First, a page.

The discription of life for the first settlers on the eastern seaboard of America really makes you appreciate how hard life was for them.
I could not put this book down and I recommend it to anyone who, not only loves a good story but enjoys history as well.
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4 of 4 people found the following review helpful
5.0 out of 5 stars THE PURITAN LEGACY IN AMERICA..., 15 May 2007
By 
Lawyeraau (Balmoral Castle) - See all my reviews
(HALL OF FAME REVIEWER)    (TOP 500 REVIEWER)   
This is a dazzling work of historical fiction that I first read as a young adult. Now, over thirty years after first reading it, I find that time has not diminished the power and passion of this exquisitely written work of historical fiction. At the heart of this fine novel, is Elizabeth Fones, an Englishwoman who would marry her first cousin, Harry Winthrop, and would go on to lead a life of which few of us would dream.

As a member of the austerely Puritan Winthrop family, Elizabeth would chafe under its restrictive influences. When the family fortunes abated in England due to the religious beliefs of the family patriarch, John Winthrop, Elizabeth's uncle and father-in-law, the entire family sets off for the New World to become founding members of the Massachusetts Bay colony, a theocracy under which Elizabeth was to know much heartache.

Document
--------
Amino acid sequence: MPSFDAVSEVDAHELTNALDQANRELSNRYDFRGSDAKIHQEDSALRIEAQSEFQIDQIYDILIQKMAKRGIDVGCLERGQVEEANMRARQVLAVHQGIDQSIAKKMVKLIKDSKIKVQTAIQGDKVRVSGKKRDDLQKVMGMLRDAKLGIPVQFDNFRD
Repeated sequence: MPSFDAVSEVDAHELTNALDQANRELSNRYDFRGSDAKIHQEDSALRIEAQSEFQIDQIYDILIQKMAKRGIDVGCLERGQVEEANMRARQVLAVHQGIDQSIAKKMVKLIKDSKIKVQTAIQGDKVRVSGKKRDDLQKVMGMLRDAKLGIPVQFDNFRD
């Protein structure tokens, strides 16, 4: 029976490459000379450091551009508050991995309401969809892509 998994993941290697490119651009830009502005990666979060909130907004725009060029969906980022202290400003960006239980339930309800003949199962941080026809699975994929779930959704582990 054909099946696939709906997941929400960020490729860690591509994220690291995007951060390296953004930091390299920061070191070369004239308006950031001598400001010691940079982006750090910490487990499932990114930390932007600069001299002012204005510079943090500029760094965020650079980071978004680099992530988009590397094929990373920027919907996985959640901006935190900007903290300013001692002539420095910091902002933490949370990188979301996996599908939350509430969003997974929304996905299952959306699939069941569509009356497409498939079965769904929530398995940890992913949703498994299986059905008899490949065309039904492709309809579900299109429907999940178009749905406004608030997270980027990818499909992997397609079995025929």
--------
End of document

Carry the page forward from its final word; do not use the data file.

A passionate and vibrant woman, Elizabeth would have a number of personal situations that would cause her to become notorious amongst the Puritan colonists. She would be both reviled and admired for her actions, which were singular for those times. This is an absorbing, page turner of a book that takes a look at sixteenth century England during the tumultuous time that preceded the civil war that would see an act of regicide and the rise of Puritan Oliver Cromwell. It also relates the turmoil that underlay the government of the nascent Massachusetts Bay colony with all its factionalism, restrictive practices, and bigotry.

The novel, set against a historical backdrop filled with well known personages of the time, both English and Dutch, lovingly chronicles and explores Elizabeth's passage in life as a member of the illustrious Winthrop family, her troubled marriages, her relationship with the Siwanot Indians, and the trials and tribulations that she underwent as a compassionate, independent woman in a time when to be such was to destine oneself to become a pariah within the larger community.

This is a historical novel that is epic in its telling, beautifully written, and one to be savored until the very last page is turned. Bravo!
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5 of 5 people found the following review helpful
4.0 out of 5 stars Anya Seton has done it again, 15 Nov 2000
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This review is from: The Winthrop Woman (Hardcover)